The Estonian-initiated World Cleanup Day aims to engage millions of volunteers in 190 countries – five per cent of the Earth’s population – for the global cleanup on 17 September.
The World Cleanup Day traces its roots back to 2008, when 50,000 people came together in Estonia and cleaned up the entire country in five hours. The citizen movement, called Let’s Do It! then grew into global operation and engaged tens of millions of environmentally savvy volunteers around the world.
In 2018, the movement organised the first World Cleanup Day – with an aim to engage as many people across the globe as possible for the biggest waste collection day in human history.
The first global cleanup day, on 15 September 2018, united 18 million people across 157 countries. The second one, on 21 September 2019, involved 21 million people in 180 countries.
The cleanup days in 2020 and 2021 were affected by the COVID-19 pandemic and hence, had less participants – but still engaged 11 million volunteers in 2020 and 8.5 million last year.
Anneli Ohvril, the executive director of Let’s Do It World, the organiser of the global initiative, said that after a couple of years of COVID restrictions, the movement is “all ready to return as a global community to connect and care for the planet in bigger numbers than ever”.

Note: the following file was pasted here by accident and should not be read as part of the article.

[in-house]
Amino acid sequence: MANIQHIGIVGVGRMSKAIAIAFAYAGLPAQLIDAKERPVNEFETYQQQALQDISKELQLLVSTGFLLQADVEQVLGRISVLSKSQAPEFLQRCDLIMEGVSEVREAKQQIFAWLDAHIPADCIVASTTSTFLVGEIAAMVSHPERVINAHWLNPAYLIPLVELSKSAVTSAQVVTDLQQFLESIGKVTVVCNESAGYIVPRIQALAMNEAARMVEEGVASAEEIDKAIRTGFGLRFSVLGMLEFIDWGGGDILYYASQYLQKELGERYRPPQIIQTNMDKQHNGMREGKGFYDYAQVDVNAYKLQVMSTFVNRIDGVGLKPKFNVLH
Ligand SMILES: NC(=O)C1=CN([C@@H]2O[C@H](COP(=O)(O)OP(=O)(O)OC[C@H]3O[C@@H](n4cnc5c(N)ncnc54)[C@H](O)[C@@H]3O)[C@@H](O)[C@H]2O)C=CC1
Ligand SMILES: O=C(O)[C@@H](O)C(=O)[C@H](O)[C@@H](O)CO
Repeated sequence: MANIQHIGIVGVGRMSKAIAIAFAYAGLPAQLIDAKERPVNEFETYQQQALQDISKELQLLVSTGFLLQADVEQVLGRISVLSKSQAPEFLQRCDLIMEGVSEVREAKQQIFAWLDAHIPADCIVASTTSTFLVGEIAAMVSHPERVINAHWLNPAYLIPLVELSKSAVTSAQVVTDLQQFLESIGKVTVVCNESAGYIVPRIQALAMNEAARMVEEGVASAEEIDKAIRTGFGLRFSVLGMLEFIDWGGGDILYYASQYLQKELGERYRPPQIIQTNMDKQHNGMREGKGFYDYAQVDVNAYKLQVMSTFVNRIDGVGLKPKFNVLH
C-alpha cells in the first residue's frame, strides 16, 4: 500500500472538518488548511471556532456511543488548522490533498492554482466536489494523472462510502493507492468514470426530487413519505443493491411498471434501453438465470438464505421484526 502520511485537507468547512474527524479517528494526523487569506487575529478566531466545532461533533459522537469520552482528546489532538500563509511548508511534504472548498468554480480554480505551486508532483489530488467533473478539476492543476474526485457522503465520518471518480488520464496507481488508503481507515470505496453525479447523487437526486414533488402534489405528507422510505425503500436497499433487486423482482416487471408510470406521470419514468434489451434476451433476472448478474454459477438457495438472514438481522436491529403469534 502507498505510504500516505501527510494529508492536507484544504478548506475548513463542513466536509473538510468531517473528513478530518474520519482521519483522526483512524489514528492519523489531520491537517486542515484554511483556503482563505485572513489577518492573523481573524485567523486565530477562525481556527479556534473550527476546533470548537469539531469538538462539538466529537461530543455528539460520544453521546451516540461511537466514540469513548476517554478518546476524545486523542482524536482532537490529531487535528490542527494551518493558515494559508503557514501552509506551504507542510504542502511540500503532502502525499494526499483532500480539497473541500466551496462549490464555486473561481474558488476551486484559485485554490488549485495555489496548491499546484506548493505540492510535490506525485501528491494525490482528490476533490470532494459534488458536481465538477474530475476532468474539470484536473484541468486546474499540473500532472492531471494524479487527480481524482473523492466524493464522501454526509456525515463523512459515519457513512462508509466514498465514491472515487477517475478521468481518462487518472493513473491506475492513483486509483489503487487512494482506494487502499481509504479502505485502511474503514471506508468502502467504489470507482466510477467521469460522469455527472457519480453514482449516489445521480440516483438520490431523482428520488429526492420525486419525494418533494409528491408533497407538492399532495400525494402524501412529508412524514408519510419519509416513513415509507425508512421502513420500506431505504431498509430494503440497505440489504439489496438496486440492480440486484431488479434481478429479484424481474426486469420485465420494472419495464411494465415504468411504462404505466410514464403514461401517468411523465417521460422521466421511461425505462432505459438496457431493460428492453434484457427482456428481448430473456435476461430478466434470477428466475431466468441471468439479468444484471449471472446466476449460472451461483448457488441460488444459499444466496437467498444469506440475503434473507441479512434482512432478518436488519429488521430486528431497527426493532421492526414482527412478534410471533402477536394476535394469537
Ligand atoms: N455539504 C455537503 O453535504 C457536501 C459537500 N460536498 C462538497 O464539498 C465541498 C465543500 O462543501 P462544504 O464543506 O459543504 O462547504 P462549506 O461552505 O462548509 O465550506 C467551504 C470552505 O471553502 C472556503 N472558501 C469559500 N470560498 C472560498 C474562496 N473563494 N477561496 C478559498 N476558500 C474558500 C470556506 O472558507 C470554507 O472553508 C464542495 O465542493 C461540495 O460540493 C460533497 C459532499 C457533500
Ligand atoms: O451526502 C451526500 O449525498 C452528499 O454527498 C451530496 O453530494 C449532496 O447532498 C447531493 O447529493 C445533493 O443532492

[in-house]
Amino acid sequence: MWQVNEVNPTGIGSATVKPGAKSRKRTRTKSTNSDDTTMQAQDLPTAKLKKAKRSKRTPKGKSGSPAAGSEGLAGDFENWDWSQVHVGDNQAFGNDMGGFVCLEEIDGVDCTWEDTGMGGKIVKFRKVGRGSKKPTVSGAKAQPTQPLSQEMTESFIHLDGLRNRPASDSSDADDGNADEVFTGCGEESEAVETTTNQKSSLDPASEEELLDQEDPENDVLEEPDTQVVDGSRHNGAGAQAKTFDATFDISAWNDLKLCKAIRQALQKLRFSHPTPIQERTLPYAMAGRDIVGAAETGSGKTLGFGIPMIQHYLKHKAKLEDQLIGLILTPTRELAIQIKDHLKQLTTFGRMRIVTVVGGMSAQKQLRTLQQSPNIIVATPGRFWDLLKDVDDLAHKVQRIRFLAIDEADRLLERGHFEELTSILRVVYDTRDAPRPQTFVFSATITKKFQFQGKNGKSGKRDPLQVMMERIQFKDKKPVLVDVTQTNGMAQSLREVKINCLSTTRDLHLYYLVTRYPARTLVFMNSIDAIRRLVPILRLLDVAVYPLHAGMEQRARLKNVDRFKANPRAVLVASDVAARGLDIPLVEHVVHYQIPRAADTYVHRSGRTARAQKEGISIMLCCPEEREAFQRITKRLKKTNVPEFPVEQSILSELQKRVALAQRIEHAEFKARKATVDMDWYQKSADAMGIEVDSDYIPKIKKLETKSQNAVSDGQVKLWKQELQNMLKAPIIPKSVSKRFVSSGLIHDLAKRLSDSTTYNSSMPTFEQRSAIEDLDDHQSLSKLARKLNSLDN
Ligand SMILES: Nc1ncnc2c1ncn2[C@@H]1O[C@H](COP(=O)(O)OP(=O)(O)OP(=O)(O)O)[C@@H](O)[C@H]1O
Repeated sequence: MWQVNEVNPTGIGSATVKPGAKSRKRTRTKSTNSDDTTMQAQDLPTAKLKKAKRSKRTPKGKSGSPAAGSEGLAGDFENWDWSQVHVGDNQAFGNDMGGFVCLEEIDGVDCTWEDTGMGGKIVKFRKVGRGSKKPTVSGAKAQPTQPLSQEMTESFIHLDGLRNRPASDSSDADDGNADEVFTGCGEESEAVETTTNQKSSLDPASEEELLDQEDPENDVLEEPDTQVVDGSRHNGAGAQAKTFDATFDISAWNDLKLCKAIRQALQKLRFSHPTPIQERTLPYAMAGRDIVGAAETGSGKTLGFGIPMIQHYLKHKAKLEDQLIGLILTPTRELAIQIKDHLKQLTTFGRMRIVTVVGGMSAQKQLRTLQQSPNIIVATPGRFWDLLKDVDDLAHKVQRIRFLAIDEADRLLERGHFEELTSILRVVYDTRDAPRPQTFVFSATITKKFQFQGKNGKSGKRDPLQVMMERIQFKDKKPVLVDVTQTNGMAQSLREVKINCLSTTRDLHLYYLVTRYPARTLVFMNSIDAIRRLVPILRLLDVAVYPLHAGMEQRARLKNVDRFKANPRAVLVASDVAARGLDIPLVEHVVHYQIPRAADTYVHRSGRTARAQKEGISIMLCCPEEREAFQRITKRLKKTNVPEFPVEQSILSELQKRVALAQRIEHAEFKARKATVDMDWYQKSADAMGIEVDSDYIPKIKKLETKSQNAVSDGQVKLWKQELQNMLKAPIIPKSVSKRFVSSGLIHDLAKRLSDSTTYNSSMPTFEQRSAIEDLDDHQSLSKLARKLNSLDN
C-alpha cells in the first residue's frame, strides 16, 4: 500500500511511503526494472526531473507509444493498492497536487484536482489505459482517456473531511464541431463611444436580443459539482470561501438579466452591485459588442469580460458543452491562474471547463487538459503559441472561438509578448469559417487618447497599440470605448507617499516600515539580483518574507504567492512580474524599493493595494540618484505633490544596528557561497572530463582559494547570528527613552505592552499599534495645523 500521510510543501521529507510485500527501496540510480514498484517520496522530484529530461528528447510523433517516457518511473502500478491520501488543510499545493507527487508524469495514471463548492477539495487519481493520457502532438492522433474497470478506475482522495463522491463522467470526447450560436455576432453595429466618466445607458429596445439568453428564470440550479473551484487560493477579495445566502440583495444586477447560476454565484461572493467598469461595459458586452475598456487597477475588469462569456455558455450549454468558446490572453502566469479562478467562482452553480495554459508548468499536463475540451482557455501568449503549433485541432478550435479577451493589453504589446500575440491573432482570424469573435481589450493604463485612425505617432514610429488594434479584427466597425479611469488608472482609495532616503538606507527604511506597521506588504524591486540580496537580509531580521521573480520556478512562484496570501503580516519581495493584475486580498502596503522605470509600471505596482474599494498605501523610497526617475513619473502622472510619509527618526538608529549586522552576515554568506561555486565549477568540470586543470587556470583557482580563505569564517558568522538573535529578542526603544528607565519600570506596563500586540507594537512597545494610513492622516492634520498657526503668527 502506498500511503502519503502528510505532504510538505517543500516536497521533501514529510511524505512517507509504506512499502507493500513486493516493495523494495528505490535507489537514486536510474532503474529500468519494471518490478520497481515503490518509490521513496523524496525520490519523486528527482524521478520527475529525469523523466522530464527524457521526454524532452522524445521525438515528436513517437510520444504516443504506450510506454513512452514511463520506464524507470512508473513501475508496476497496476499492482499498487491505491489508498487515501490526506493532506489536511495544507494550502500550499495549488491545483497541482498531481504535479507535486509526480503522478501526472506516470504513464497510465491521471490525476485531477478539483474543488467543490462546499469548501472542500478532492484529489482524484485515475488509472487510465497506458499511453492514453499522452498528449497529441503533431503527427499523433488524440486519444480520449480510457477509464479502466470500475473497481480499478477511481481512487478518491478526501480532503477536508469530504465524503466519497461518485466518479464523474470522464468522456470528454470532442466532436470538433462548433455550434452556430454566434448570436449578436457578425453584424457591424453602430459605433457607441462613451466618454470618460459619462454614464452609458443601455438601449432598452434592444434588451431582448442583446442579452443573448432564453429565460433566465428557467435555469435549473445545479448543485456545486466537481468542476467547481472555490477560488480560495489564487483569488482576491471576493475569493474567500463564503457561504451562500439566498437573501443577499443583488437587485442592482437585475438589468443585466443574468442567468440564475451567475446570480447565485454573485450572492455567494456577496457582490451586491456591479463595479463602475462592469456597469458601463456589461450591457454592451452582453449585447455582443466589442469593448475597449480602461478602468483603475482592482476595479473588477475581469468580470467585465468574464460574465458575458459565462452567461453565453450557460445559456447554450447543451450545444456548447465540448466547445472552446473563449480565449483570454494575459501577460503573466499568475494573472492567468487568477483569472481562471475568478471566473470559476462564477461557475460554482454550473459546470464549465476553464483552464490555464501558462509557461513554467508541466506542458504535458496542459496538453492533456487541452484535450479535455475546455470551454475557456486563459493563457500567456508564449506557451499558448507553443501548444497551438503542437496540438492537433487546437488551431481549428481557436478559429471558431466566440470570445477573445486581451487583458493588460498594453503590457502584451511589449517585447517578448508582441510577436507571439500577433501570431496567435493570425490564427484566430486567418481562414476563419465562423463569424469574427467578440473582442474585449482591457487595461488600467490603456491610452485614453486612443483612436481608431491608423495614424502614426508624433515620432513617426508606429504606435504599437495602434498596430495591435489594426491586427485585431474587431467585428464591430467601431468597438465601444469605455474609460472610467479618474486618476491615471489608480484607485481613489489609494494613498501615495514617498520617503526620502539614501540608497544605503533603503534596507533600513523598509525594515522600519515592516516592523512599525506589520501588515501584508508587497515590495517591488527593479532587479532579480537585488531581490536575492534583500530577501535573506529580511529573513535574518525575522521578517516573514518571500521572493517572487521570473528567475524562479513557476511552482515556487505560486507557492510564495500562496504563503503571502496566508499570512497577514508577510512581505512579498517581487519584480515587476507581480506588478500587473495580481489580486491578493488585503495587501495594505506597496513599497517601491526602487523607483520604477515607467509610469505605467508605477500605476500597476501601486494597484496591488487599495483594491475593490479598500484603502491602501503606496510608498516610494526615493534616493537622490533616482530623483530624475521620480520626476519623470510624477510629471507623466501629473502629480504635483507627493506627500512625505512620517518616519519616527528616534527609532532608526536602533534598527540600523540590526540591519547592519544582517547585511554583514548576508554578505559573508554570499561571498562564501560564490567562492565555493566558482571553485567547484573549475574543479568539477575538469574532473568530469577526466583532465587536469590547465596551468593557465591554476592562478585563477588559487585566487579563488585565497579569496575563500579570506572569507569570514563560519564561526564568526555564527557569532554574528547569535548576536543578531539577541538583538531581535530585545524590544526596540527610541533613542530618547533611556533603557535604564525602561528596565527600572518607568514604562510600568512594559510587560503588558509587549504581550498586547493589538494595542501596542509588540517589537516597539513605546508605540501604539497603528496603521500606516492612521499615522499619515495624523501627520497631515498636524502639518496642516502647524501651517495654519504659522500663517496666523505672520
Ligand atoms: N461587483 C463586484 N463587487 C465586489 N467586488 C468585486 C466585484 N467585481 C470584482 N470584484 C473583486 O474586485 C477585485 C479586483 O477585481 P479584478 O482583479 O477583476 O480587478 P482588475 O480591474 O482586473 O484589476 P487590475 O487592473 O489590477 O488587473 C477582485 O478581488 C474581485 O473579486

Joining hands with Earthday
This year, the Tallinn-based organisation has joined hands with another major environmental movement – the Washington, D.C.-based Earthday that traces its roots all the way back to 1970. Together, the two networks aim to engage volunteers in 190 countries, with the ultimate goal of activating five per cent of the population.
“Our mission is to activate 5% of the world’s population on this day – this is a scientifically proven number that would propel forward the worldwide shift towards conscious care and subsequently, circular economy,” Ohvril said in a statement.
“World Cleanup Day is not just about cleaning our streets, forests and beaches from all the plastic and other trash that is polluting the planet in ever-increasing quantities. It’s about going beyond that and kick-starting the shift within us, our homes, communities, governments and businesses. ‘Waste-free’ could easily be the new normal if we direct our attention to it and design it into all our systems from the start,” she added.
The patron of World Cleanup Day is Ursual von der Leyen, the European Commission’s president. “I am very proud to be the patron of World Cleanup Day. We need to change the way we treat our planet, be more mindful of its resources and preserve its biodiversity. Everyone and anyone can contribute to this,” she said in a statement.